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Mission volunteers begin pilot project in Haiti Elliott Wright, May 11, 2010
UNITED METHODIST NEWS SERVICE PHOTOS BY MIKE DUBOSE
Dr. Brian Good of Salt Lake City, Utah, examines Medina Alexis at Grace Children’s Hospital in Port-au-Prince, Haiti.
By Elliott Wright United Methodist News Service
United Methodist mission volunteer service in post-earthquake Haiti will focus on housing, health, education and pastoral services through a six-month pilot project expected to get under way soon.
The pilot program, which could be extended, will involve both Haitians and volunteers from outside the country. It is the outcome of consultations among the representatives of the Methodist Church in Haiti, the United Methodist Committee on Relief (UMCOR), United Methodist Volunteers in Mission and the volunteers office of the United Methodist General Board of Global Ministries (GBGM).
The program is open to qualified volunteers from the U.S. and from Methodist churches in the Caribbean, Latin America and other parts of the world. UMCOR directors approved on April 13 a $565,000 grant, which the GBGM affirmed.
Since a Jan. 12 earthquake devastated Port-au-Prince and surrounding areas, more than 3,000 people have registered on a website maintained by Global Ministries their interest in going to Haiti as mission volunteers.
Family housing will be one of the initial priorities, said Melissa Crutchfield, UMCOR’s international disaster coordinator. While earthquake-resistant housing will be the long-term goal, she said an immediate need is for transitional housing. Other priorities include facilities for schools and health services.
The project also will include training for Haitian pastors to become better equipped to deal with earthquake-related stress.
Infrastructure challenges—such as transportation for people and materials, and housing for visitors—have slowed the use of mission volunteers in post-earthquake Haiti, according to UMCOR staff.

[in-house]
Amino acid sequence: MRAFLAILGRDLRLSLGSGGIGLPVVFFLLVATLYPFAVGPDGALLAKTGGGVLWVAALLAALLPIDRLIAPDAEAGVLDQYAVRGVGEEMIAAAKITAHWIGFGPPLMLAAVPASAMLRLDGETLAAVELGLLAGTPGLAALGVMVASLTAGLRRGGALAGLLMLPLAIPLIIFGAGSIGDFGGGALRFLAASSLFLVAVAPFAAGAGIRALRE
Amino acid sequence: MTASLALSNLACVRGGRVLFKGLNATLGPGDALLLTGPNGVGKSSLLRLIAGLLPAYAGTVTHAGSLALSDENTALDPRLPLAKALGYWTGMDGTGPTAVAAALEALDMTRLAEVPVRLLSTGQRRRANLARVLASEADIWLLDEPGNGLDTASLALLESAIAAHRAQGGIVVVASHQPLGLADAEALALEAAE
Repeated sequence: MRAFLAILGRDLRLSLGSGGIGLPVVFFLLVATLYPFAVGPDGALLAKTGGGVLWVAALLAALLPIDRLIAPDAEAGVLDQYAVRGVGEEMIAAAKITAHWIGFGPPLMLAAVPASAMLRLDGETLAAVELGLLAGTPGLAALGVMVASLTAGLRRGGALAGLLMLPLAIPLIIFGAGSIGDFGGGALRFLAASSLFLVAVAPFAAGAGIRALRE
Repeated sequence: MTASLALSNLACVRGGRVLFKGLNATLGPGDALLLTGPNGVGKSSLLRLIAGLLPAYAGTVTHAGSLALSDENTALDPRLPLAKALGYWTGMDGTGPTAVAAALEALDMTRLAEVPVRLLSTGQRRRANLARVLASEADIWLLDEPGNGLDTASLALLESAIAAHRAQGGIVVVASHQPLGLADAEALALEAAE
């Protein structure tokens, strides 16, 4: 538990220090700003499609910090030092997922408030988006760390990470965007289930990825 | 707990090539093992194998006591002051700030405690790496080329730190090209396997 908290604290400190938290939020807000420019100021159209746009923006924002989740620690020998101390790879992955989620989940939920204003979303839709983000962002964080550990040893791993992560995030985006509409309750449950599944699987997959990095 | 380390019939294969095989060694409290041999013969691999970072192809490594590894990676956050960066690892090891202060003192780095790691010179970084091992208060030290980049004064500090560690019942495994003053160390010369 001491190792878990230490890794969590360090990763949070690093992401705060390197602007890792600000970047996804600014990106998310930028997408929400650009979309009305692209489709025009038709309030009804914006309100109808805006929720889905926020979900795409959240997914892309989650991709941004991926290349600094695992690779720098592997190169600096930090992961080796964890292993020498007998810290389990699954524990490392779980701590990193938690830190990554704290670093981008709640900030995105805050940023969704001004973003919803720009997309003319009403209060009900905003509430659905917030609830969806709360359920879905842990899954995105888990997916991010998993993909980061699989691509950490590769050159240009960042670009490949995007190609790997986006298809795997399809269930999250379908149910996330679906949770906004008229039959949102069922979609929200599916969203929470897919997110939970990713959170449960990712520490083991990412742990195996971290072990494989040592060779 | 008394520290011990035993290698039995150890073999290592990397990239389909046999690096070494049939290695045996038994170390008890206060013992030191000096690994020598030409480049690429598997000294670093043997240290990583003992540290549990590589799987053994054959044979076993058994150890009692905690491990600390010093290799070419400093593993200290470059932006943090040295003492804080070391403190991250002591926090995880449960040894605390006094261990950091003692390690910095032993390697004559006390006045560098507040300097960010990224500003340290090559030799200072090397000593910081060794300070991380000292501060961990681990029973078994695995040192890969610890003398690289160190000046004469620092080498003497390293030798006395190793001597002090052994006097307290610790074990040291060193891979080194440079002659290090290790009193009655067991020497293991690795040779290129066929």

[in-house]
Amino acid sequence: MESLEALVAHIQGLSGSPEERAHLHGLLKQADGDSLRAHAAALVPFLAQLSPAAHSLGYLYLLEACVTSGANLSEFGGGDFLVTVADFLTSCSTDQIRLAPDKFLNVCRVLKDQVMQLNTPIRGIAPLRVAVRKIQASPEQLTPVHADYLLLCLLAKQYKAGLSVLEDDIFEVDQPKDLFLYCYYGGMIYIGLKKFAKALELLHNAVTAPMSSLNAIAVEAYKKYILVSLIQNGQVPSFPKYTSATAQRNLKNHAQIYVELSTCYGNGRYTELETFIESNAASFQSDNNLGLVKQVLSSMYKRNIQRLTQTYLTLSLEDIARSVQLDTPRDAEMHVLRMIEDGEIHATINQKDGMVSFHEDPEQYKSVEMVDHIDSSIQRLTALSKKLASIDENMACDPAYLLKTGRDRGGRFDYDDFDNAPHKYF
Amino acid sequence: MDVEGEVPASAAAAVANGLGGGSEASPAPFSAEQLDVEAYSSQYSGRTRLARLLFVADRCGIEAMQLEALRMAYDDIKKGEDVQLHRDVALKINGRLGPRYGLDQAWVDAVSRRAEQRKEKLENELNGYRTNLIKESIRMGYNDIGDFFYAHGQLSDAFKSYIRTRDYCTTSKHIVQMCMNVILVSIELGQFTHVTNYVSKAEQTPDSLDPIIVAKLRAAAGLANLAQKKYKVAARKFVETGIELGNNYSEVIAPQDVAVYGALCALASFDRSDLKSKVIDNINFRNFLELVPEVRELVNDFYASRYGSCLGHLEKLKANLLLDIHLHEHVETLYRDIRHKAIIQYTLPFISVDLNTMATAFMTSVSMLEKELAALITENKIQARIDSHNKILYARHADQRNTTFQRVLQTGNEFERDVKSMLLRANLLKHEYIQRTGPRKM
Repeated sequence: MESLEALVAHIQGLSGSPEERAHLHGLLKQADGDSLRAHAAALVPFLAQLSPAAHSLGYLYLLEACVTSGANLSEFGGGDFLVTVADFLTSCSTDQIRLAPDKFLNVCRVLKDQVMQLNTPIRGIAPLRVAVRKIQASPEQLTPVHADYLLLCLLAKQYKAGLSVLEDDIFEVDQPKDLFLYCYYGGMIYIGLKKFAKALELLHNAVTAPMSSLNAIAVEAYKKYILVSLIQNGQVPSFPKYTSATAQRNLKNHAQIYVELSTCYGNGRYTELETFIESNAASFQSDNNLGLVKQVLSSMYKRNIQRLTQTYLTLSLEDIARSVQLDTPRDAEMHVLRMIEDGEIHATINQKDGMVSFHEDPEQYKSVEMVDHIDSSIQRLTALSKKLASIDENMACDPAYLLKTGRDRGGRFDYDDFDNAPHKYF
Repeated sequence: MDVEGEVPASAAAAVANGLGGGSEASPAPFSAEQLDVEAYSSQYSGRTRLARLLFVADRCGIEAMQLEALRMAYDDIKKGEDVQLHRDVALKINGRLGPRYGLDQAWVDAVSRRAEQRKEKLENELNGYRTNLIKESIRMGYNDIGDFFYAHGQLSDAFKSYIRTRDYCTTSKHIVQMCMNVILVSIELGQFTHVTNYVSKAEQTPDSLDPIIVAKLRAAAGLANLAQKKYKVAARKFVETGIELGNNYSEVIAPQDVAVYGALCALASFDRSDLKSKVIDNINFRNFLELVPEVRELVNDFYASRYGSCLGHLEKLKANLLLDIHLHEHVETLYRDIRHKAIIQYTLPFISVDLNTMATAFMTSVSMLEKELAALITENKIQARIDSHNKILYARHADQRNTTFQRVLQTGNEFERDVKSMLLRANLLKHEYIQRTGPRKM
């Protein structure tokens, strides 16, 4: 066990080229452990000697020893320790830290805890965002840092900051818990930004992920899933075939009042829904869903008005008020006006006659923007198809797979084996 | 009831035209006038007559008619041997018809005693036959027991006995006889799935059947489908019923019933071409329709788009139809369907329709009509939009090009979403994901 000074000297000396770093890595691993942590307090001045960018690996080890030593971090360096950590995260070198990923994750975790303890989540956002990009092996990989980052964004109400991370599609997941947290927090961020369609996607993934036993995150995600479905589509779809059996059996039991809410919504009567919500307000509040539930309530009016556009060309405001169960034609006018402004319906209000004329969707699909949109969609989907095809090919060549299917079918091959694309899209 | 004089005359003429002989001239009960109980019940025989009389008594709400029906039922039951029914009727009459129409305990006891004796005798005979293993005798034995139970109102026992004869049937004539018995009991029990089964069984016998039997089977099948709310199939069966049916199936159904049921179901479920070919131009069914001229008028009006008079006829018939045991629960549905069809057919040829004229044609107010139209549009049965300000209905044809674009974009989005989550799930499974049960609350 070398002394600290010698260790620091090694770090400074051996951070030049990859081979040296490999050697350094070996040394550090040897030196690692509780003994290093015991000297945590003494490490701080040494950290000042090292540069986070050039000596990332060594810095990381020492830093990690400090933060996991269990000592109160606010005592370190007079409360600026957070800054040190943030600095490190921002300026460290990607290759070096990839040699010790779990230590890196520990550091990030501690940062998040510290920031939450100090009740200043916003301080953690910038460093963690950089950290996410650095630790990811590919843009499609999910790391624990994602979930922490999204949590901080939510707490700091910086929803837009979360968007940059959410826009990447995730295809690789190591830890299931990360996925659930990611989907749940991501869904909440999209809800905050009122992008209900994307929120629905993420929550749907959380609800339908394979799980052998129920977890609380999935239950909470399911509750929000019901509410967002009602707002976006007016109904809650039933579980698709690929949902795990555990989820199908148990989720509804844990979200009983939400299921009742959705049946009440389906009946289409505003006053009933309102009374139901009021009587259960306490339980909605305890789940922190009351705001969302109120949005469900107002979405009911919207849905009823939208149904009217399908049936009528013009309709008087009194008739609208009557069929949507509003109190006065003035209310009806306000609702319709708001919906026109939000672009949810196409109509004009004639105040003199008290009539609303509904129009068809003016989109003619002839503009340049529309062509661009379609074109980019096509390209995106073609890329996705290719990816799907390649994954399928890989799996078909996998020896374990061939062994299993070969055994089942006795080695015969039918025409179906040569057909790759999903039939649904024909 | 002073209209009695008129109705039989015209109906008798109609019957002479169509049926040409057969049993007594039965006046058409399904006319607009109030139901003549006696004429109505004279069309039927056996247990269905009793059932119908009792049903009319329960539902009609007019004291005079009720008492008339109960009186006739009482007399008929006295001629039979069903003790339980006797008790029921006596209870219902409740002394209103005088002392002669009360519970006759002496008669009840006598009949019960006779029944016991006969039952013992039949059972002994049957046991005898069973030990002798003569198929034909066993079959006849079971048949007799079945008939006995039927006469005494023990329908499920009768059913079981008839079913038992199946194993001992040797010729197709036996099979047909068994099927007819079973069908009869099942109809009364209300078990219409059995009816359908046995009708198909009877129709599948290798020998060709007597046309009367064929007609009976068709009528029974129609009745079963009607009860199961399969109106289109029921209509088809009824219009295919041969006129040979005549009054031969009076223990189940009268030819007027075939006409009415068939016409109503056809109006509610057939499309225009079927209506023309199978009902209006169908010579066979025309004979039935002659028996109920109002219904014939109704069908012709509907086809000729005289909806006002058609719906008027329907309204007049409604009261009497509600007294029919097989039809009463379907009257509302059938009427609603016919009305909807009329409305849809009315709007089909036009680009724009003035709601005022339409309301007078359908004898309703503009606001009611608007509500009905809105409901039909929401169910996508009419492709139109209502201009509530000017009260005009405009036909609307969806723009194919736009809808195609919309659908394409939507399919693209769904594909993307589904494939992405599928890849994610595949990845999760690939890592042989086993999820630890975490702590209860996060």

In the pilot stage, volunteer teams will work on projects selected as priorities by the Methodist Church in Haiti. Each team will comprise eight to 12 members with skills appropriate to particular projects. U.S. teams will be coordinated through United Methodist Volunteers In Mission, a grassroots movement that operates on annual conference and jurisdictional levels.
Each team of volunteers will provide from $3,000 to $5,000 per qualifying project, amounts that will be matched by funds from the UMCOR grant. Team contributions will go through The Advance, the designated mission-giving channel of the church. Priority sites should be identified by mid-June.
Teams will be scheduled through a central U.S.-based office to ensure that paperwork covering insurance, finances and travel is appropriately handled. An office in Haiti will provide links to the church there and coordinate logistics and materials on the ground for teams.
Susan J. Meister of Belleville, Ill., has been chosen as the volunteer scheduling consultant. She is a member of Signal Hill United Methodist Church in the Illinois Great Rivers Conference and has experience in mission, relief and church communications.
The Rev. Mike Willis of Vestal, N.Y., who is fluent in conversational Creole, the language of Haiti, will be based in Port-au-Prince. He and his wife, the Rev. Mary Ricketts, are pastors of the Vestal United Methodist Church. He has been involved in Haiti mission work since 1995 and has visited there some 20 times, leading work teams in construction, micro-credit and clean-water projects.
Haitians will be involved in each undertaking. The project hopes to hire “substantial numbers of Haitians” at a 2-to-1 ratio of Haitians to Americans.
The first step for volunteers is to register online at http://secure.gbgm-umc.org/HaitiVolunteer/. In the U.S., these names will go to the jurisdictional and conference coordinators, who will assist in assembling teams and coordinating with the calendar office.
Teams from Latin America and the Caribbean will be organized with the help of Global Ministries, the Methodist Church in the Caribbean and Americas, and the Council of Evangelical United Methodist Churches in Latin America.
The United Methodist Church has been sending Volunteer In Mission teams to Haiti for more than 30 years, and has strong links to congregations and institutions there. Before the January earthquake, the network was placing about 100 teams in Haiti each year.
Mr. Wright is a writer and consultant to GBGM. For more UMNS stories, visit http://umns.umc.org.